For many, Linux is probably the most secure operating system out there. But as cybersecurity experts often explain, being the most secure does not equate to being invulnerable, and in fact, in recent years IT administrators and CISOs have also had to deal with various security issues on this platform.
This extreme is reflected by reports such as the ” Linux Thread Report ” prepared by Trend Micro and in which it analyzes the security gaps that in the last year have affected the different Linux distributions installed on company servers.
As expected, many of the vulnerabilities detected are in distributions that either have not been updated (and therefore the latest published security patches have not been applied) or, despite being unsupported, are still being used. .
In this sense, it is not surprising that the distribution most affected is CentOS Linux (51% of detections), once its parent company (Red Hat) changed its distribution and update policy a little over a year ago, thus leaving thousands of companies (those that have CentOS 7.4-7.9 installations) in a certain technological limbo, to which they want to put an end to alternatives such as AlmaLinux.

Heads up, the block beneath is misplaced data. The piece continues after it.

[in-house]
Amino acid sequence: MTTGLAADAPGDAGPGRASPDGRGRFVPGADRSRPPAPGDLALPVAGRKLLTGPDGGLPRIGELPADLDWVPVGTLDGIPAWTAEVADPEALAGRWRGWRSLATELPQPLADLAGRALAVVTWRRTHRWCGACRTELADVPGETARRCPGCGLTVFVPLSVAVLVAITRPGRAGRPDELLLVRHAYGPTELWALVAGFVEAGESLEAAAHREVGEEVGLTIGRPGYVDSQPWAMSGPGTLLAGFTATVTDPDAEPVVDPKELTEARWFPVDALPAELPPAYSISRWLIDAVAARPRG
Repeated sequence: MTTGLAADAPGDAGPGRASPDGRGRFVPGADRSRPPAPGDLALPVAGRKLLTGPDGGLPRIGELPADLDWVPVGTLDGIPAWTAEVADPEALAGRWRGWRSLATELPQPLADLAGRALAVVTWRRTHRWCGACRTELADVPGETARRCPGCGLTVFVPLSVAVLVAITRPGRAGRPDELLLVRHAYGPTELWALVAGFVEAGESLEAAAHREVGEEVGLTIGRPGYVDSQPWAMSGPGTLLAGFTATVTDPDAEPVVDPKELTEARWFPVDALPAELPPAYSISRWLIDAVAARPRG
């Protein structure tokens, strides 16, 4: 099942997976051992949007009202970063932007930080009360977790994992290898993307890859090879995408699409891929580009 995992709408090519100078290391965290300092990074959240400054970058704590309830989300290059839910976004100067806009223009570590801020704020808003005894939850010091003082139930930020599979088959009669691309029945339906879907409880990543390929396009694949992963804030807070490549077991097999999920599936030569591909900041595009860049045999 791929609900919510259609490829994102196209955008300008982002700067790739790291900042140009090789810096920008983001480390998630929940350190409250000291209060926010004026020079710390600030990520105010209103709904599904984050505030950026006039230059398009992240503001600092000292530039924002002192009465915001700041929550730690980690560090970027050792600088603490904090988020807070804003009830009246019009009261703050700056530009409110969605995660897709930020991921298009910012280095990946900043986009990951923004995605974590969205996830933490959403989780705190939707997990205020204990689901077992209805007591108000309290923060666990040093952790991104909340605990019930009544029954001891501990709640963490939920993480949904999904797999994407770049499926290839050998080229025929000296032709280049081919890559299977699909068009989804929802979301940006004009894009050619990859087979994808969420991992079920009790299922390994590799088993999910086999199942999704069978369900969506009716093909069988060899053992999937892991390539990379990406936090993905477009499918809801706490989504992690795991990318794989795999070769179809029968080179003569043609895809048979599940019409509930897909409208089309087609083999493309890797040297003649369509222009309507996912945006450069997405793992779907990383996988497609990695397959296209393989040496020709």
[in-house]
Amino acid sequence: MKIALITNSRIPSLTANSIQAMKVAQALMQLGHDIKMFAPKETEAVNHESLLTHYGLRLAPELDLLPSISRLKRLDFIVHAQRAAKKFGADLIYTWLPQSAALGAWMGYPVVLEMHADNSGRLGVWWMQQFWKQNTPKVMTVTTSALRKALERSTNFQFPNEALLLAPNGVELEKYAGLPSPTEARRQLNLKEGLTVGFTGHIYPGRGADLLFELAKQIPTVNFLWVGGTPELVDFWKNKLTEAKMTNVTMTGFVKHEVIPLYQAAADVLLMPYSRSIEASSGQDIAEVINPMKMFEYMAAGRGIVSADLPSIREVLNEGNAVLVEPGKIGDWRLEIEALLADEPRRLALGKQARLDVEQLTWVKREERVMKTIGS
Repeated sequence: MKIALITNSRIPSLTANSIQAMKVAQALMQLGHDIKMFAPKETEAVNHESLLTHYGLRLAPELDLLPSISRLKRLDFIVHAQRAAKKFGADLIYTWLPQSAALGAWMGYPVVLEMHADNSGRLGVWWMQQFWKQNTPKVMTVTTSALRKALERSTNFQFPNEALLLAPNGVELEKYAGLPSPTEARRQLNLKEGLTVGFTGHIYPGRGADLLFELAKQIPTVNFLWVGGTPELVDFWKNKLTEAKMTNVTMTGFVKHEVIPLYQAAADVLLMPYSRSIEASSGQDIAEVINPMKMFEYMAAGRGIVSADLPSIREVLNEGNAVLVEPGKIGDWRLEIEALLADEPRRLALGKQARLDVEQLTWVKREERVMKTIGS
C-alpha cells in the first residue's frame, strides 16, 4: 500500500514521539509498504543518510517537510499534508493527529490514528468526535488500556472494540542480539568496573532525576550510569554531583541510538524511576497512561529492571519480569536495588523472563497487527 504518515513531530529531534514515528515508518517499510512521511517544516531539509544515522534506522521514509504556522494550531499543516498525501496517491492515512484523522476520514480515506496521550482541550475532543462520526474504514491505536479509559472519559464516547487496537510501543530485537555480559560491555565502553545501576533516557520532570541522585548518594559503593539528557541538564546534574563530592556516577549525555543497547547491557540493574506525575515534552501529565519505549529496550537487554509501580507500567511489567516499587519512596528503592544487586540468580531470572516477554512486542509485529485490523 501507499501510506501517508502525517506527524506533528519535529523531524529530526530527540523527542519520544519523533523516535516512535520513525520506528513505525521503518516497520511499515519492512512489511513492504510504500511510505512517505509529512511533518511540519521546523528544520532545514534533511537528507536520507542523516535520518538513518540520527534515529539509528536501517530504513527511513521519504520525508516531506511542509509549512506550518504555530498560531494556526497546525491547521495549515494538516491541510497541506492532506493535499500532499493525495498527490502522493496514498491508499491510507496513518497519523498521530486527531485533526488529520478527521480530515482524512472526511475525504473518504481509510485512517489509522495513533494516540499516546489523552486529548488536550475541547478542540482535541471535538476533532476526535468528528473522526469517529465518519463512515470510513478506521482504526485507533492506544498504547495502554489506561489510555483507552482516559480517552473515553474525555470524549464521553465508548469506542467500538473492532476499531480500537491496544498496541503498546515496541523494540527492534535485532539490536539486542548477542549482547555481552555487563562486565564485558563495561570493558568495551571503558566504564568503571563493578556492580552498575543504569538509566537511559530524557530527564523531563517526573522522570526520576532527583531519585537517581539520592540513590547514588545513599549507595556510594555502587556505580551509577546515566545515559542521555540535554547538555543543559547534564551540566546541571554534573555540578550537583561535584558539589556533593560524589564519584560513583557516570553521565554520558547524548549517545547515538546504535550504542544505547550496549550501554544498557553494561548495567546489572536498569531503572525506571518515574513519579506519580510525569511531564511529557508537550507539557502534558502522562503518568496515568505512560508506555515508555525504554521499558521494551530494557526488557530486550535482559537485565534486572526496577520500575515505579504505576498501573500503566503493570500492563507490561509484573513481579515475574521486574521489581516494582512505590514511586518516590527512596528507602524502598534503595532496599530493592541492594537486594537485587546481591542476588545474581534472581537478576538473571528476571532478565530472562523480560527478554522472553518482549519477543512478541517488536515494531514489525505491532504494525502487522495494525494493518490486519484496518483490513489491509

CentOS Linux is followed by CloudLinux Server (40% of detections), Ubuntu Server (10%), and Red Hat Enterprise Linux (3%). Regarding the type of attacks that have most frequently exploited the different vulnerabilities, Trend Micro highlights cryptocurrency mining malware (25%), malicious web-shell scripts (20%), ransomware attacks (12%) and Trojans (10%).
The report went further and also looked at the security threats posed by the top Docker images that can be deployed from the Docker Hub. The most vulnerable according to TrendMicro are Python (482 vulnerabilities), Node (470), WordPress (402), Golang (288) and Nginx (118).